You get the picture. A pricey design school might represent a narrow path to the hallowed ground of an OEM design studio, but if it’s the only path, there really isn’t a choice. One online tuition calculator estimated the yearly tuition for attending ArtCenter would total $64,618, leaving four-year graduates with an average debt of $188,336 after the loans are paid with interest. As talented as he is, Reginer may have a bit more on his mind than new tires if he doesn’t land the right internship.

car design

The Novice

When I first noticed Layla de Blok, I assumed she must have loved cars. Sitting on the lawn in front of a classic Facellia F-2, de Blok was intently sketching the French cabriolet. I asked her whether she was “product” or “transpo” (majoring in product or transportation design), a query I’d overheard another student ask.

“Ahhh, I’m only product,” de Blok admitted. Sketching cars was merely that week’s assignment in her product design class. Days prior, her class took a trip to the Petersen Museum, where she was captivated by a blue concept car from the 1960s — the Dodge Storm Z-250, one of my favorites from the collection. De Blok confessed that she didn’t notice cars before this exercise, and had certainly never drawn one before.

But for such an automotive novice, de Blok had already developed a type – slab-sided sports cars from the mid-to-late 1950s, with sparse detailing and subtle tailfins. For her, the curvaceous classics so loved by collectors could get too curvy and chromed-out; the purposeful designs of the post-WWII era were best, that brief period of minimalism before the tailfins peaked and automotive styling devolved into chrome and “surface entertainment.”

car design

In any artistic movement, there is always a back-and-forth between minimalism and maximalism. Perhaps when the industry is ready to shift back to spartan designs, product specialists like de Blok will become highly valued. Certainly, when we ruminate over the supposedly imminent assault of autonomous cars, we are expecting them to arrive with an entirely new design language. De Blok suggests that, in this new world, the focus will be on what can be done inside the car instead of driving — environmental, product and even entertainment designers will have a hand in crafting this new interior world. Those designers who are not beholden to the past will have an advantage at creating the forms of the future.

And what does that future look like? The auto industry appears ready for its mid-cycle facelift without a locked design for the next model generation. Will autonomous cars inspire future collectors enough that they will be shown at concours d’elegance? Or will the amorphous shapes of autonomous vehicles make a business case for OEMs to hire enthusiasts like Matt Reginer to create special “heritage” models, designed to be driven by humans? Will humans still be allowed to drive in the future?

car design

These questions troubled me as I walked back into ArtCenter’s main building, a dramatic bridge-like structure overlooking Pasadena. The whole of the concours stretched across the Hillside campus lawn, with a selection of American cars in white, French cars in blue, and the Italians, naturally, in red. It was such a well-curated, diverse display that the participants seemed hesitant to drive away, not wanting to spoil the view.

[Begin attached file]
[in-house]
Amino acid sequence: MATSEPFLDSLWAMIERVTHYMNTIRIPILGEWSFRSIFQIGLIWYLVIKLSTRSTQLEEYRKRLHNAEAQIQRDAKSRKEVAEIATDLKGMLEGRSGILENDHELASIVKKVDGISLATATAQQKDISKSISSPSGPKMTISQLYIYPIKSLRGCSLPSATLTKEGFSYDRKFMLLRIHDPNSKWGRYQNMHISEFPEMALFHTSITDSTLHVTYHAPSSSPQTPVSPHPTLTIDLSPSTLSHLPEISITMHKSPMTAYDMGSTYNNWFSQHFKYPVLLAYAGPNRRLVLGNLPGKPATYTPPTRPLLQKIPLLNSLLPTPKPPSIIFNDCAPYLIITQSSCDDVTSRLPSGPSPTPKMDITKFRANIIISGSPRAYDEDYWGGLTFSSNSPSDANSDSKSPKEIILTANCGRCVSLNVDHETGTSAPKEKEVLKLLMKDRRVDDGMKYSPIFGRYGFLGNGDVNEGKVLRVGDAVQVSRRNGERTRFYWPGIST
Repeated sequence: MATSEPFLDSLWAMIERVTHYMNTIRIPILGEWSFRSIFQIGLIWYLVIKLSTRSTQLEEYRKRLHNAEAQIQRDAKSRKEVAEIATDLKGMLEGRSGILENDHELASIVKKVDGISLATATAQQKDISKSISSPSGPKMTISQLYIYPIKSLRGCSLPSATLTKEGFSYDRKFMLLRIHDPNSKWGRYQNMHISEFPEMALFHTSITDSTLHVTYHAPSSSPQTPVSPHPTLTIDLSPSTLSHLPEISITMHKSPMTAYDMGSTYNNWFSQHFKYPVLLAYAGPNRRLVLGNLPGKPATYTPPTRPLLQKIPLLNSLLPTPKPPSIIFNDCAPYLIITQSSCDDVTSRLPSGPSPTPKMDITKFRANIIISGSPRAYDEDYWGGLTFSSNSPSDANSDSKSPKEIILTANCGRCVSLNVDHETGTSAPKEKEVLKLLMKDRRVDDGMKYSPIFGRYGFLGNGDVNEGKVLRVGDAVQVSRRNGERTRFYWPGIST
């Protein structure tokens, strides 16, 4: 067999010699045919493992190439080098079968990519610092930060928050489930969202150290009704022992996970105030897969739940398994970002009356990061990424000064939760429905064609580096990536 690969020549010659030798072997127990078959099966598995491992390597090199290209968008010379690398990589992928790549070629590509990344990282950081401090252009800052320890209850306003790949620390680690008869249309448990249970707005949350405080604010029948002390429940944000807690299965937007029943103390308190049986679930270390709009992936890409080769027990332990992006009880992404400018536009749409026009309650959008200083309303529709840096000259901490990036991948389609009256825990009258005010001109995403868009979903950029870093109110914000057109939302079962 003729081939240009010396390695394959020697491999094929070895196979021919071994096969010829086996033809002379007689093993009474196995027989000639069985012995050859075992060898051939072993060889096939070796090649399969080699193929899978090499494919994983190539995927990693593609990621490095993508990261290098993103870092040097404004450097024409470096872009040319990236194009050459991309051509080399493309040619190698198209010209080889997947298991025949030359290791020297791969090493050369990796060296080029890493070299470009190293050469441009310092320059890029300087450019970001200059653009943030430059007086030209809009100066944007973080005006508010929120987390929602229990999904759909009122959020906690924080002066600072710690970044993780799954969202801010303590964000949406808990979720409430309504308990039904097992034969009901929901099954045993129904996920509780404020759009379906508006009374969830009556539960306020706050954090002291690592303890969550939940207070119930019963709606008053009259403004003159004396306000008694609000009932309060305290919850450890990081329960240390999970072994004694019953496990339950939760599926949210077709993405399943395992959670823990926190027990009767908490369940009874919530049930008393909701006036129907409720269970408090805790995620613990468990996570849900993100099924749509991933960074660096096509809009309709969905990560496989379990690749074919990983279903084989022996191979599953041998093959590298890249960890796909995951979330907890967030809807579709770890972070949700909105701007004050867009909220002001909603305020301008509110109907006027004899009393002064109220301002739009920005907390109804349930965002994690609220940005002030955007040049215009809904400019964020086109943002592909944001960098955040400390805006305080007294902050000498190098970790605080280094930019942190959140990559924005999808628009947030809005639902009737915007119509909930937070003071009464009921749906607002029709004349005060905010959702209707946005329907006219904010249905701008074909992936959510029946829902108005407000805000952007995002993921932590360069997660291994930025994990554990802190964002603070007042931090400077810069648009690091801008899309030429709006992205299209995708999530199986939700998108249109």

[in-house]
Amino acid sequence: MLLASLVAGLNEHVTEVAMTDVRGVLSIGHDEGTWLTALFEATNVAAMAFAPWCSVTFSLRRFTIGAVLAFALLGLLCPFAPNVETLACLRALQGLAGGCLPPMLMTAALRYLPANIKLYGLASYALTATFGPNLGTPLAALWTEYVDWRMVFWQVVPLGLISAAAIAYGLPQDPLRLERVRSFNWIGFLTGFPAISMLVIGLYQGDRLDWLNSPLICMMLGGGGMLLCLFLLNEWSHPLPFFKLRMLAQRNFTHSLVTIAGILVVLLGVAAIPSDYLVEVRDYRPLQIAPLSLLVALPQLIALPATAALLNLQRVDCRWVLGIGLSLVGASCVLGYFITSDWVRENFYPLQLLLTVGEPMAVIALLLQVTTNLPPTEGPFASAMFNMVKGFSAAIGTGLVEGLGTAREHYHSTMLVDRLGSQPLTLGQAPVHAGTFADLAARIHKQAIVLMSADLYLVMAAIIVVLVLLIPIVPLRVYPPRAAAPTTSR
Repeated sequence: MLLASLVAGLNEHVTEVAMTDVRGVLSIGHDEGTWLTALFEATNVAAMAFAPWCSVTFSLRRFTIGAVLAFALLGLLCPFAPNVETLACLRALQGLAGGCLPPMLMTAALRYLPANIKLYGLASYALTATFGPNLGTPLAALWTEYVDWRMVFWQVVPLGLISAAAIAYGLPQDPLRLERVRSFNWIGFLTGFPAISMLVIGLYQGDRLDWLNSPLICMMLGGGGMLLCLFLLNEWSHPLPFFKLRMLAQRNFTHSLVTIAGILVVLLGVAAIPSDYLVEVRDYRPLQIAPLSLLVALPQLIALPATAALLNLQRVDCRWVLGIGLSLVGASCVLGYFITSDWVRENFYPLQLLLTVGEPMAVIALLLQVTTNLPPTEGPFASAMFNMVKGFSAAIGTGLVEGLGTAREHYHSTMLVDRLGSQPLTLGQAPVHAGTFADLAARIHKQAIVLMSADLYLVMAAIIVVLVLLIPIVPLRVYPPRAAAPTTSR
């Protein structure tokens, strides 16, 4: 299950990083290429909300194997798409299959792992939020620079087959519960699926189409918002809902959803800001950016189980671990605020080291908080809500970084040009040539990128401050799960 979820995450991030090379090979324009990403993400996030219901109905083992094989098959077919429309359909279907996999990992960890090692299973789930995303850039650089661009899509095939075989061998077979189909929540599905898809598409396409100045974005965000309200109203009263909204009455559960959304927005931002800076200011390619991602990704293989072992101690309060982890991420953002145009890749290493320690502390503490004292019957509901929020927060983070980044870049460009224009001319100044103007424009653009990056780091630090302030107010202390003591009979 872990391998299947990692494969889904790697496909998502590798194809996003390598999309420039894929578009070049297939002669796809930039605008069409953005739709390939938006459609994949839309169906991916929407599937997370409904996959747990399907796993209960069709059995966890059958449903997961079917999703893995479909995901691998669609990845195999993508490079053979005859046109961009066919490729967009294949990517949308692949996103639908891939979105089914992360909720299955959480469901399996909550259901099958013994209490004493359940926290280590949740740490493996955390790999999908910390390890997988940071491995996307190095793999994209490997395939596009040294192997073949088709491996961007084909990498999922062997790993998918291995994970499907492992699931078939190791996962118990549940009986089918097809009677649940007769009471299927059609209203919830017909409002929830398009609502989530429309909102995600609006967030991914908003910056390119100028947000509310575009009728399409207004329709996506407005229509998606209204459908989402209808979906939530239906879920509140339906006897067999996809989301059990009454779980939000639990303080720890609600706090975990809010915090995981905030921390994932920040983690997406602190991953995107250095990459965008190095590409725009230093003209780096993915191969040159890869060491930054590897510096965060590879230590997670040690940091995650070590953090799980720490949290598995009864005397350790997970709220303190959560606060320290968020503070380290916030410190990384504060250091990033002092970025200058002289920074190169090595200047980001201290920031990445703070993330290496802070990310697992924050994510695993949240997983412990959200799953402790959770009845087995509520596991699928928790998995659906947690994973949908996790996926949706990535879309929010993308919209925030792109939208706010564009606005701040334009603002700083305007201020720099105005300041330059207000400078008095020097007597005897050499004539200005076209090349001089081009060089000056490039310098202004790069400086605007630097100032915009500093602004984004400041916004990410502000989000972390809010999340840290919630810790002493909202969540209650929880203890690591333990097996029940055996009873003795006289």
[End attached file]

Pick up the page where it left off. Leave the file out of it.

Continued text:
Every time I attend a concours, my worries about the future of the auto industry disappear. Who will design cars in the future? Who cares: Look at all the beautiful cars that already exist. One thing was certain: Reed was right, today’s design students have access to tools that would be as inconceivable to the builders of the past as their techniques and craftsmanship are to us. The more we celebrate and display the artifacts of automobile history, the more likely we are to capture the attention of those young people. And who knows, if we inspire enough of them, we might have cool cars to look at in the future.

car design

[Images ©2017 Forest Casey/The Truth About Cars]

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17 Comments on “Who Will Design the Cars of the Future?...”


  • avatar
    James2

    Does it matter?

    Given some of the vomit some automakers *coughToyotacough* are putting out, it seems anyone who can grasp a pencil can design the next generation of mobile pods.

  • avatar
    Messerschmitten

    To answer your headline question, the Chinese. That’s where the market is.

  • avatar
    Kyree S. Williams

    We are missing a “More Link”, so the whole article is being dumped to the homepage.

    To answer your question: as I was once a mechanical engineering student with dreams of being an automotive designer (https://www.thetruthaboutcars.com/2012/09/vellum-venom-vignette-the-normalization-of-art-and-science/), I do find it disheartening that the road to a career in automotive design has such a high financial barrier, with no guarantee of a job.

    But…

    I think that there are maybe some creative ways in which a prospective design student could be noticed by automakers these days.

  • avatar
    Magnusmaster

    Car design in the future won’t be as relevant as it is today, simply because people won’t care how the car looks once car drive themselves. Every car will be a gray box on wheels.

    • 0 avatar
      Maymar

      That seems a bit presumptuous, to think that people will have no interest in design because they’re not the ones driving. Design factors into every single consumer product, especially an expensive, highly visible one. Even if you’re removing a conventional level of control, the passengers are still continually interacting with the interior. At a minimum (assuming the populace is entirely rational and has no interest in using products to project an idealized image about themselves, which we know isn’t true), interior design will matter highly, unless you think you’re going to just give up and be content riding around in a grey, featureless box with fluorescent lighting. How’s that plain sensible jumpsuit working out for you?